8 Years to Save the Planet from Global Warming
The third UN IPCC (Intergovernmental Panel on Climate Change) report was released Friday and came with some good news and bad for environmental groups. First the good --delegates resisted pressure to tone down the report, which says there is still time to avoid the worst effects of global warming if we take drastic action in reducing our dependace on greenhouse gas producing fossil fuels. Deforestation will also have to be significantly reduced. Possibly the most reassuring part for some is that the measures are only expected to represent a moderate cost.
During a week of talks in Bangkok, Chinese delegates pushed for changes. In a call to limit concentrations of greenhouse gases to between 445 parts per million and 650 parts per
million, they asked that the lower number be removed. The U.S. had made some of the same objections before the meeting, but were said to seem content letting China take the lead. French delegate Michel Petit told reporters there was compromise on all of the big issues and "nothing important was removed during the process." A big change from what some delegates were saying last time around.
- Development and use of biofuels
Using renewable energy
- Increases in energy efficiency
For the most part environmental groups like National Environmental Trust and National Wildlife Federation are calling the report good news, but groups such as Friends of the Earth are expressing concerns about recommendations to expand the use of nuclear power and biofuels, saying nuclear has too many negatives such as cost, security threat and disposal and biofuels can't be expanded without increasing deforestation.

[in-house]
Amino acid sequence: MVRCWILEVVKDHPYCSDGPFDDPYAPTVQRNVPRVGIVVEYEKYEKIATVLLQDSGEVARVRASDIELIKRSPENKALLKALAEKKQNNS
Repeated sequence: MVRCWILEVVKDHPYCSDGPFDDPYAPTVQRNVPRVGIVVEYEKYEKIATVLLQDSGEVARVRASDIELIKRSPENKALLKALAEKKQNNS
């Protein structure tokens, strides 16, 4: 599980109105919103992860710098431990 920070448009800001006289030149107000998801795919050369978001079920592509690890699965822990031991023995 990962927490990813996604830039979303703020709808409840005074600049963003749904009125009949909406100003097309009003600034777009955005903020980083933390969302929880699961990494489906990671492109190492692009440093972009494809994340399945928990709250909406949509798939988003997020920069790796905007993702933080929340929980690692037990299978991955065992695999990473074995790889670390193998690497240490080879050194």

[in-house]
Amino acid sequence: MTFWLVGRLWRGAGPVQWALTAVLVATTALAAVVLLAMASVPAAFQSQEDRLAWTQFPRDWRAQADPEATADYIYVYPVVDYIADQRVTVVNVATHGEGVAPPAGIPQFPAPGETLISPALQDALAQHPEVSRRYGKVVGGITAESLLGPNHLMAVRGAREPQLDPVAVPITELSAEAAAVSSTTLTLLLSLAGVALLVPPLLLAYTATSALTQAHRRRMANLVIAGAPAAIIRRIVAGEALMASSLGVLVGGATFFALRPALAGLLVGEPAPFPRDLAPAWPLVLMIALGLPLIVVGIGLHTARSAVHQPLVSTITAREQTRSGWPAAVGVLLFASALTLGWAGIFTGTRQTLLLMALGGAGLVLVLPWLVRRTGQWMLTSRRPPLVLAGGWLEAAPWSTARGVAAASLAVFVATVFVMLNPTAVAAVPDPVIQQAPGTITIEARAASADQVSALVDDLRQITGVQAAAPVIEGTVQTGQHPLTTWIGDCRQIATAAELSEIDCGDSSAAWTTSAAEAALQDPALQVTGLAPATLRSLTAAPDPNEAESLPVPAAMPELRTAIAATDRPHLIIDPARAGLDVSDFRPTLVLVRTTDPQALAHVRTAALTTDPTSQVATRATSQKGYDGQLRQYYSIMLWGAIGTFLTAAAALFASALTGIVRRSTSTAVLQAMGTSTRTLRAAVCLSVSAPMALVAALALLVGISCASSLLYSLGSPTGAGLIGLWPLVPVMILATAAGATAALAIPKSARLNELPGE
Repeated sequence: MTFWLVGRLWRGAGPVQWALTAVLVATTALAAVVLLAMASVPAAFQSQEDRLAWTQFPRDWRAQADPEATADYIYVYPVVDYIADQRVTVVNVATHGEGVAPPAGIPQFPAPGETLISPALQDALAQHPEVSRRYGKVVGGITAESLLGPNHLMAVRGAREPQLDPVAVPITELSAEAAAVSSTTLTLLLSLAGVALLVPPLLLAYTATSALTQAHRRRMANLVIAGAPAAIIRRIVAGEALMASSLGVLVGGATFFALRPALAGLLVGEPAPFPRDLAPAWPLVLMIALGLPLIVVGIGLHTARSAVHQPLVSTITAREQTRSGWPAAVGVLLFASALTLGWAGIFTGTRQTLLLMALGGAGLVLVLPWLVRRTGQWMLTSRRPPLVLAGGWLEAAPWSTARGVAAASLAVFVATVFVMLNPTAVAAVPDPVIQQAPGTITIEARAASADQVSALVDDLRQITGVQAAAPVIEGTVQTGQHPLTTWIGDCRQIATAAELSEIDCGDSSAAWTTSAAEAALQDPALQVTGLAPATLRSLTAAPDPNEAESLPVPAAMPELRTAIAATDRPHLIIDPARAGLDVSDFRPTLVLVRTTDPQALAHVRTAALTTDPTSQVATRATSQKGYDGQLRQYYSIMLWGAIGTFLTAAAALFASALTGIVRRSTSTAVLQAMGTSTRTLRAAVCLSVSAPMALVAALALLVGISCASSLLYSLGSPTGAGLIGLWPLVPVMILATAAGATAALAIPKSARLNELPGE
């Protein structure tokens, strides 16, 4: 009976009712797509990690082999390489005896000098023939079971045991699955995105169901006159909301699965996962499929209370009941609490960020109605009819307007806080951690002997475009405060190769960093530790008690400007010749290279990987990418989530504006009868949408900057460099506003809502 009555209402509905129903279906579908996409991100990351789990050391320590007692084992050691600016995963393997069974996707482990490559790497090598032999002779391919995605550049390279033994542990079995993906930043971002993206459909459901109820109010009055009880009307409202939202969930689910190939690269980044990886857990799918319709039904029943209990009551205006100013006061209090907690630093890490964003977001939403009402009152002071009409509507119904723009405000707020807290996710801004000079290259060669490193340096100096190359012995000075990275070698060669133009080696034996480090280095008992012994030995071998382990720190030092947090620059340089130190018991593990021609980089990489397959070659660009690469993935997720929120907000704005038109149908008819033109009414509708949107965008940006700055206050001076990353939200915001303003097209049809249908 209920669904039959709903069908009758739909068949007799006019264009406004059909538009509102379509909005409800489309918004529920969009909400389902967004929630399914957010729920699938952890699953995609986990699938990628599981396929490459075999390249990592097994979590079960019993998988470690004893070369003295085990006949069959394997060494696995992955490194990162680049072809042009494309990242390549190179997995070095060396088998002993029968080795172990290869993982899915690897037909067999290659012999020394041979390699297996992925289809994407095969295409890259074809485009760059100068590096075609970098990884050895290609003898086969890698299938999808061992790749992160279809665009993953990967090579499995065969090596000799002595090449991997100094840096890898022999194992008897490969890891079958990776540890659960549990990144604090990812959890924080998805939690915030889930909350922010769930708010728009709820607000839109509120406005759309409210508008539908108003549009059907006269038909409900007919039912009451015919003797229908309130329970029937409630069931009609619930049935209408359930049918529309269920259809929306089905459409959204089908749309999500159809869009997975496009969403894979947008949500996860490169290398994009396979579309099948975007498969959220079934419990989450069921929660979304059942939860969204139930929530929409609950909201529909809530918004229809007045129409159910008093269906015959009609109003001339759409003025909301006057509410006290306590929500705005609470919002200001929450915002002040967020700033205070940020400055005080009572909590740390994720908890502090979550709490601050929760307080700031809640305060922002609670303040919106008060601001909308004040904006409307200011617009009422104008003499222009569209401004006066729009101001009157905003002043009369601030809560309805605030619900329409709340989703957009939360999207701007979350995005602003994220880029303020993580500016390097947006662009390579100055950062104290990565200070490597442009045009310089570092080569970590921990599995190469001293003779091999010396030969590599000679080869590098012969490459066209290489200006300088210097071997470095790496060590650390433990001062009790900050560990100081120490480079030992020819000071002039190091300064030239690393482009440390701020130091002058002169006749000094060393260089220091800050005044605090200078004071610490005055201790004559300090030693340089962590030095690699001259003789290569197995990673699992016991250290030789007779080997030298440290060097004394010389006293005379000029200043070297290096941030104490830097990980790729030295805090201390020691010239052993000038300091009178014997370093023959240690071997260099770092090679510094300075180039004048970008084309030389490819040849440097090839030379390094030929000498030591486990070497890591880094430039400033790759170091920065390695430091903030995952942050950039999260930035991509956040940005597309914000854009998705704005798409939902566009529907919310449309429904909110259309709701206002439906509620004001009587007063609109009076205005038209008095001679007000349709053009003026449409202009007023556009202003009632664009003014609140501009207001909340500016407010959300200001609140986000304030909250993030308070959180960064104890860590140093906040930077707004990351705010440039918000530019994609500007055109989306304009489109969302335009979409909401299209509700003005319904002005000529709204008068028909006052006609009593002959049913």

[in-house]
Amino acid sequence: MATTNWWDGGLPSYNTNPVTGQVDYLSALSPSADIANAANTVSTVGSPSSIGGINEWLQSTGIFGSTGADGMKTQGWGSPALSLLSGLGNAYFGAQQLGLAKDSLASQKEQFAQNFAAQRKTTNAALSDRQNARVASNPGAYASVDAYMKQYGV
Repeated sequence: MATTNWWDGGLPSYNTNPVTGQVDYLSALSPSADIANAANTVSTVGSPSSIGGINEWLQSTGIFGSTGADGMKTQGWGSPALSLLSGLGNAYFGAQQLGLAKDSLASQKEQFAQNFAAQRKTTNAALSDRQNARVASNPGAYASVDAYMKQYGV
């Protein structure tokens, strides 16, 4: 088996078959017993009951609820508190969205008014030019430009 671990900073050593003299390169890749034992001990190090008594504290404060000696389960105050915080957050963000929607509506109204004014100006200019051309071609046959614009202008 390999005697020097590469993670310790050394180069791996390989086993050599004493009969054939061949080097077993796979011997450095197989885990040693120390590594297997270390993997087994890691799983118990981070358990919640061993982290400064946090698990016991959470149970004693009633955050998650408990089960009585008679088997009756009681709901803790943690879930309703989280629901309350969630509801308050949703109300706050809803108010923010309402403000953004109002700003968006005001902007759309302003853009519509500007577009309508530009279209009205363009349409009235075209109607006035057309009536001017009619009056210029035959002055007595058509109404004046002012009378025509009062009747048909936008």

One thing that all agree on, action needs to be taken now to stabilize greenhouse gases in the atmosphere by 2015 to keep global temperatures from rising more than 3.6 degrees F (over pre-industrial levels) and causing widespread devastation.
"The longer we wait, the more we will pay to fix this problem. The
solutions are here. What we need is the leadership to make it happen,"
says Daniel Lashof, science director of the Climate Center at
the Natural Resources Defense Council (NRDC). "The cost of cleaner, more
efficient energy technologies pales in comparison to the sweeping
impacts on our health and our economy if we continue to do nothing."